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Polish composer OPOLLO takes off into vast immersive ambient on new dramatic album “Invisible End”

Invisible End“, a new record by Polish composer Jarek Leskiewicz under the moniker OPOLLO, takes the listener on a journey through vast ambient landscapes, waves of post-shoegaze swirls, doomy drones and sustained chords of introspective melancholy. With a more cinematic feel and conceptual angle than its predecessors, “Invisible End” bends the frontier of the power ambient sub-genre even further. The new offering continues OPOLLO’s musical excursions developed since 2010 and oscillates between vast ambient textures and melancholy that settles blissfully into your brain. What a trip.

“I wrote most of the material during the lockdown/pandemic craze and I was certainly influenced by it (whose creative output wasn’t?).” – says Jarek. “I think frustration was my main (unhealthy) drive. The previous Opollo record, JAFO, was written right before things started to boil up, but it served more as a warning sign, the alarm light blinking.”

“During the isolation I came up with 2 hours worth of music which was quite overwhelming.” – he continues. “After a while I started a process of slow elimination in a quest of trimming it down to the tracks I was the most attached to. Some decisions were painful.”

Asked about his inspirations and the ambient style itself, Jarek admits that he’s not really sure if he makes ambient music anymore. “How I see it goes against its definition.” – he says. “Ambient music for me is just an emotional soundtrack. Intimate music in its most cinematic form. Symphonic and minimal at the same time. Strongly borrowing from avant-garde and experimental… but mostly as canvas and sonic tools. It’s not all meditational for me, it’s much more cathartic.”

The cover art corresponds with some themes and visual moods Jarek tried to evoke with the music on this record. “It has a slightly digital feel which fits with what tools I’ve used this time around.” – he explains. “I also wanted something less abstract and more specific.”

Track by track commentary, by Jarek Leskiewicz:

The Waltz Of Inconvenience – It is one of those tracks that are romantically escapist but also very rooted in the hard reality of the last 2 years. Filled with disillusion about the state of humankind. Living in the age of egoism. The delusion of self-importance. In contrast to all of that there’s also something subtly euphoric about the track. Something uplifting. Gracefully dancing on the edge of a disaster.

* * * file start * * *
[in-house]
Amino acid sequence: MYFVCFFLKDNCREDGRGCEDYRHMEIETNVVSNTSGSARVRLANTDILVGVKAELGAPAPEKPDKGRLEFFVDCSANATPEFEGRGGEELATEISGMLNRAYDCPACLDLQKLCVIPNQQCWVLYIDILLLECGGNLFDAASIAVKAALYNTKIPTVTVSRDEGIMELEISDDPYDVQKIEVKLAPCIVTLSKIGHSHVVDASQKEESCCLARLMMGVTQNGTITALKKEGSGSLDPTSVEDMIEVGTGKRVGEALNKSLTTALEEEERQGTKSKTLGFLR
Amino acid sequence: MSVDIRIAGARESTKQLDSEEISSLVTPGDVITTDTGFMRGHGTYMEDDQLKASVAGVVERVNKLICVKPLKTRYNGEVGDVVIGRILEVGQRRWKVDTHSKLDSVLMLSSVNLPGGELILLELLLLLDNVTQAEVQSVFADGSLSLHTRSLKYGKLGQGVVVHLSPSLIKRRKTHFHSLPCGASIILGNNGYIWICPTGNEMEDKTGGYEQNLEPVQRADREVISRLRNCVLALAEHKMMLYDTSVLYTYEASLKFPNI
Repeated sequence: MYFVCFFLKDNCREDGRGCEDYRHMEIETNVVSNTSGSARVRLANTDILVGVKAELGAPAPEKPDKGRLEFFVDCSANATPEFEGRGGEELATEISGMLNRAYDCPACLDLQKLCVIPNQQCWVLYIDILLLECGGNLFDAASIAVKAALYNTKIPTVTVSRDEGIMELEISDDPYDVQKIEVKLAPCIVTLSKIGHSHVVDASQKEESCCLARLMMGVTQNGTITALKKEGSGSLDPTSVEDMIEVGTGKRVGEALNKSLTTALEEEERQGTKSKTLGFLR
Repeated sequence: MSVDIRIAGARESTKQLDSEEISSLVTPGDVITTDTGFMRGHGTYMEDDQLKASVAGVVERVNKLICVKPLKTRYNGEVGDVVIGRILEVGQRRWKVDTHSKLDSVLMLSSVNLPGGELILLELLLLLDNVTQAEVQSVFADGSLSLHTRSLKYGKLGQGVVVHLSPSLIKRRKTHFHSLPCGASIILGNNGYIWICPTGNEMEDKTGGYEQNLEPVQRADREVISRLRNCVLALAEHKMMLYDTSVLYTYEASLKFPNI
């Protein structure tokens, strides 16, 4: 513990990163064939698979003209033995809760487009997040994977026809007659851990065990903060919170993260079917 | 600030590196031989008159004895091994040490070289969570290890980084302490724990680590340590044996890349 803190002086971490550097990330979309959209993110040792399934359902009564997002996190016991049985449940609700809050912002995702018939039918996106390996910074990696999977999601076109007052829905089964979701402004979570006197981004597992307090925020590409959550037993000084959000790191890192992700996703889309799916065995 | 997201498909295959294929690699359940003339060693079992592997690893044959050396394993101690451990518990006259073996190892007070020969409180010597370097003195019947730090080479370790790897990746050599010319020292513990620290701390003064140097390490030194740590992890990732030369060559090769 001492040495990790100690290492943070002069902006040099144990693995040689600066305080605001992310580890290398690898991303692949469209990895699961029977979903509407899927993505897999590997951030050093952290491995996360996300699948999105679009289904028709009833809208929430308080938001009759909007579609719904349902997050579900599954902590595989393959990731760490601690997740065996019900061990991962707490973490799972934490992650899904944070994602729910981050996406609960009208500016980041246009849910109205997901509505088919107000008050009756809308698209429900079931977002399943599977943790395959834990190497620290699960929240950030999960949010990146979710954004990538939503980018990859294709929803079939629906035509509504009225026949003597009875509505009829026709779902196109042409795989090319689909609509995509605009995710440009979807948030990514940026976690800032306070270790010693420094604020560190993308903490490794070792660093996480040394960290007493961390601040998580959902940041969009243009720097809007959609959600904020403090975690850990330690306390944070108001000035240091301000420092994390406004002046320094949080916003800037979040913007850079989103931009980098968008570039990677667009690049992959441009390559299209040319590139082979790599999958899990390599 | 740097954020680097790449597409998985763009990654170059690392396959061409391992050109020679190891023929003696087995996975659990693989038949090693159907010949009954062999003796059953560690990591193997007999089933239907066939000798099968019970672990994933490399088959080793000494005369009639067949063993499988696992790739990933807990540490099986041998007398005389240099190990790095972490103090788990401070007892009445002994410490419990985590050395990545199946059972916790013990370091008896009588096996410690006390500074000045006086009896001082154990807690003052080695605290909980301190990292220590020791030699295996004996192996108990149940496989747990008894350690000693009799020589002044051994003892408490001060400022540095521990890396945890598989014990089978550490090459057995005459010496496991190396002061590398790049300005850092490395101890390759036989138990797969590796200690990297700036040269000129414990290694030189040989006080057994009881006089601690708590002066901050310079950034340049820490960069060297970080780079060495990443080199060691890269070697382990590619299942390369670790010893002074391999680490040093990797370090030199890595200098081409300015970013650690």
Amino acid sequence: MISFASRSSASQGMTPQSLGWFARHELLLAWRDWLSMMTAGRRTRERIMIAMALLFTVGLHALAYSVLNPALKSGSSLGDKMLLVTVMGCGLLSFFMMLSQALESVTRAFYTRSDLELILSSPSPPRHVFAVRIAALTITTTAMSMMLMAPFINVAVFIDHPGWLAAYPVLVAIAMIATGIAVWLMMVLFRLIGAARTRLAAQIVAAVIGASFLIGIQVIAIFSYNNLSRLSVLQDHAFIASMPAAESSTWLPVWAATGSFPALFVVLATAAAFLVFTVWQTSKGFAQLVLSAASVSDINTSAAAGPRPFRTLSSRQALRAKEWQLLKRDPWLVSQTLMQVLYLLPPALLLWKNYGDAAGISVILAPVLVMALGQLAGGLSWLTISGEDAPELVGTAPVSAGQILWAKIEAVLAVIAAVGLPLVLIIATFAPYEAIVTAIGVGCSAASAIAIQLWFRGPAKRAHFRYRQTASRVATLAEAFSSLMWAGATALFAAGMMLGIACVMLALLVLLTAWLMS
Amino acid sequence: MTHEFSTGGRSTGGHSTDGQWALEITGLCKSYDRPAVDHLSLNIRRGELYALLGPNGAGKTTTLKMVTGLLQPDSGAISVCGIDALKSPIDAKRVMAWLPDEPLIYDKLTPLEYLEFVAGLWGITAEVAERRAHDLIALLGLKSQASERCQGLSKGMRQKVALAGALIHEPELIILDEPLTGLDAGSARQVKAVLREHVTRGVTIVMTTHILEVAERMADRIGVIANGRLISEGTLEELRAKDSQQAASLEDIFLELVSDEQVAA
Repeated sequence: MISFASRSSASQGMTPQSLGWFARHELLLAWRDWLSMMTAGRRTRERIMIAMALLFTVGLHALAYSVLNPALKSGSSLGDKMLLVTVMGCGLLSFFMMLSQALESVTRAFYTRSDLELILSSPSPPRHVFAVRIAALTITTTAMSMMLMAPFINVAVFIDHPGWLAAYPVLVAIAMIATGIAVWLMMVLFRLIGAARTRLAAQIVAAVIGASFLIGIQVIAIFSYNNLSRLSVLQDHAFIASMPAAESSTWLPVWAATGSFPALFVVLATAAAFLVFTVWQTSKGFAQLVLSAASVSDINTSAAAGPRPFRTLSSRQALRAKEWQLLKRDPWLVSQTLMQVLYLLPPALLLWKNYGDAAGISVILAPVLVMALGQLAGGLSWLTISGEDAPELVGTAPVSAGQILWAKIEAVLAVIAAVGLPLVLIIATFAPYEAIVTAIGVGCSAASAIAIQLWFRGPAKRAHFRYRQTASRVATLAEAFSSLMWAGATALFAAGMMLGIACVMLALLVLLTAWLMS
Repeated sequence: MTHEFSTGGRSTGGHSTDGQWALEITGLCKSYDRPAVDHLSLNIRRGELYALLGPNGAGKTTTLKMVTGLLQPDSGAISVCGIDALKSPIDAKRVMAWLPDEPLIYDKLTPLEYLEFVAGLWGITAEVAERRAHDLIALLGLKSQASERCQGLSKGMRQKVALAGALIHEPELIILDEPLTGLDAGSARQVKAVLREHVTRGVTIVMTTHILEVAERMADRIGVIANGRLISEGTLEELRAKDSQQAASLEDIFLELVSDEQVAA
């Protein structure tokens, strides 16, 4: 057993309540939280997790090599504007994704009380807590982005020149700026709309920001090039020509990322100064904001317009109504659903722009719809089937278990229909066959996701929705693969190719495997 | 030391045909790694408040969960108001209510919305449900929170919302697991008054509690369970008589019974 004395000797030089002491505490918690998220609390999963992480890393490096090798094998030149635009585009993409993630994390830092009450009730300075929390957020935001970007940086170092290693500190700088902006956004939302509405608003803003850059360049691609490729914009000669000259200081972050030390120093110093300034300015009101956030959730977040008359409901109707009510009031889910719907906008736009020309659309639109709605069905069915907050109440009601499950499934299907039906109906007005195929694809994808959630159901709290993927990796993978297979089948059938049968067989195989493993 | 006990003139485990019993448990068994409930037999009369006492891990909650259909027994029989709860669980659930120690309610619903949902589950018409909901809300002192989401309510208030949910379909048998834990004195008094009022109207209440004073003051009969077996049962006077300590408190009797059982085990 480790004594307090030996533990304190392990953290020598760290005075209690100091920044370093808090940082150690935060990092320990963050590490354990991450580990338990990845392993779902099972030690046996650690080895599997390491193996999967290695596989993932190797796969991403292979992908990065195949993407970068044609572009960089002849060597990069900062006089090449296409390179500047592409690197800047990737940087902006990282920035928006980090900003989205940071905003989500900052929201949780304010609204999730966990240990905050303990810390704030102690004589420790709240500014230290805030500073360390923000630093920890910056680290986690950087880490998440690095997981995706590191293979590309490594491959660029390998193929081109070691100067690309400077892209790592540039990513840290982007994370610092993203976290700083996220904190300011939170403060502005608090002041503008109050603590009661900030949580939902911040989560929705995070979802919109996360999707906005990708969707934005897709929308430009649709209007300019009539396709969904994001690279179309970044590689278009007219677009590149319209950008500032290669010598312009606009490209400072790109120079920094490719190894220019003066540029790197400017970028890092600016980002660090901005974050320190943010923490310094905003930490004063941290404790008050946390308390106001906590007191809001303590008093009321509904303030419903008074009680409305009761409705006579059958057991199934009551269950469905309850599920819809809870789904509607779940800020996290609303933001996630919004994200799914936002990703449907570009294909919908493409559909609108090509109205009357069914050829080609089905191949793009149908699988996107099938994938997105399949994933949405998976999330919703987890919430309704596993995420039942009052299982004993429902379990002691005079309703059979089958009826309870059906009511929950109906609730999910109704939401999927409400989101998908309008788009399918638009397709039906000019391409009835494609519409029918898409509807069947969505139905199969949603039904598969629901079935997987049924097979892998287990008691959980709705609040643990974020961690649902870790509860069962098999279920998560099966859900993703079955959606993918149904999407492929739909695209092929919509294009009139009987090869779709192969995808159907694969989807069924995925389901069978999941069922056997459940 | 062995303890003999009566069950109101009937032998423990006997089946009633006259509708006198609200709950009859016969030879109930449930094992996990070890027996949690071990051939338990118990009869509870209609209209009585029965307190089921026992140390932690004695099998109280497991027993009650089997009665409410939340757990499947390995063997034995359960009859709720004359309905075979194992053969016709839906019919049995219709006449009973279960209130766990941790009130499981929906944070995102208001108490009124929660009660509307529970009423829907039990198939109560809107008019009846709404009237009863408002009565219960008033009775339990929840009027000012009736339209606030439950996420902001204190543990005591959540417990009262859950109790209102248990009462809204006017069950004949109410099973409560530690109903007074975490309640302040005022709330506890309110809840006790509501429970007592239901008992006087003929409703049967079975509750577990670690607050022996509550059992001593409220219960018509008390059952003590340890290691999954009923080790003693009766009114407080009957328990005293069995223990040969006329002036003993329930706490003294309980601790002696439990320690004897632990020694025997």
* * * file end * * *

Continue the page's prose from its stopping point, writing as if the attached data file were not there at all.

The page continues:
Mere Mortal – More of a classic Opollo vibe on this one. Definitely more on the post-rock side while still quite minimal and chill. The alternate title would be “Ancestors”. A reflective glance into the sands of the past. Strongly inspired by architectural fantastic images in my head. The feeling of sensual elevation. Martin Anderson guesting on the delightfully doomy & crunchy bass.

Through City Of Dust – Soundtrack-like piece accompanied by almost trip-hop dubby beat by Dean Garcia. Emotionally neutral voyage through the inner & outer desolation. On this record, I wanted to let the songs take their time and linger on. Some of my favorite parts are the outros.

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Invisible End – This title track is a bit different for me. I decided to “compose” it on a synthesizer instead of a guitar. A piece where I probably got too naively emotional. I think I was slightly channeling Caterina Barbieri’s influence. That’s why the smooth, bright synth breeze. Having said that, it’s still full of guitars and very Opollo-alike.

Barrier Mountains – The stronghold of obstacles. The heartless giant. A track where we (me and Martin) got more experimental. Mixing gritty dark ambient with futuristic doom. I think it worked. Filippo Gaetani played some extra-terrestrial synthesizer on it.

You Don’t Know Me – My friend called it the “weird” track…and I can understand why. There is an eerie atmosphere going on. A piece that’s drenched in bitter apathy and the numbing realization about the true self. I layered this one quite a lot. There are some random CB radio surreal conversations mixed into the audio fabric.

Over The Barrier – we call it the “naughty” track. “Secret Towers” animal cuisine maybe.
This piece is probably destroying the ambient continuity of the record, but we don’t do things by the book. The distorted and imperfect climax of the struggle against the hurdles. Ends with noisy crescendo of defeat.

……..meat we are – somewhat of a hidden track…but out in the open. It started as a harsh noise idea but was slowly overgrown with the debris left from the crash.

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Polish composer OPOLLO takes off into vast immersive ambient on new dramatic album “Invisible End”
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